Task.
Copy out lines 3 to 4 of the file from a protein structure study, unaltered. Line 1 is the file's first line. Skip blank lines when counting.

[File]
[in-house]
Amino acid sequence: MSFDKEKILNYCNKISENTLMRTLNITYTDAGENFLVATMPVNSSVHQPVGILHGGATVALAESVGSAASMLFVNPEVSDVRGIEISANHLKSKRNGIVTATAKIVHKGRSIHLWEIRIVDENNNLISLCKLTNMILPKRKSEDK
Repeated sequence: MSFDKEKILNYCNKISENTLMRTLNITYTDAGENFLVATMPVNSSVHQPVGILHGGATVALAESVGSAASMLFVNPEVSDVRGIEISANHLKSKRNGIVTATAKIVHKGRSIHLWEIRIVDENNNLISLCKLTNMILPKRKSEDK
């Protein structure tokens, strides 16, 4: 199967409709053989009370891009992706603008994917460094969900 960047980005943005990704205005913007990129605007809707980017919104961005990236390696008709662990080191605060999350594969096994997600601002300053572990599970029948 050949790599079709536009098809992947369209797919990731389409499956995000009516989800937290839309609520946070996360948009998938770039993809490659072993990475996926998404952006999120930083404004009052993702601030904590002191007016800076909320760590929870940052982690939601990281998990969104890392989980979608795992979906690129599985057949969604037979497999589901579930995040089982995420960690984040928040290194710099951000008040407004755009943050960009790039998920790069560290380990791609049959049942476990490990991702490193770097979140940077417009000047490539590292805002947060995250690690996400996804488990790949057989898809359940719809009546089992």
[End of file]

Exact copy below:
Repeated sequence: MSFDKEKILNYCNKISENTLMRTLNITYTDAGENFLVATMPVNSSVHQPVGILHGGATVALAESVGSAASMLFVNPEVSDVRGIEISANHLKSKRNGIVTATAKIVHKGRSIHLWEIRIVDENNNLISLCKLTNMILPKRKSEDK
């Protein structure tokens, strides 16, 4: 199967409709053989009370891009992706603008994917460094969900 960047980005943005990704205005913007990129605007809707980017919104961005990236390696008709662990080191605060999350594969096994997600601002300053572990599970029948 050949790599079709536009098809992947369209797919990731389409499956995000009516989800937290839309609520946070996360948009998938770039993809490659072993990475996926998404952006999120930083404004009052993702601030904590002191007016800076909320760590929870940052982690939601990281998990969104890392989980979608795992979906690129599985057949969604037979497999589901579930995040089982995420960690984040928040290194710099951000008040407004755009943050960009790039998920790069560290380990791609049959049942476990490990991702490193770097979140940077417009000047490539590292805002947060995250690690996400996804488990790949057989898809359940719809009546089992």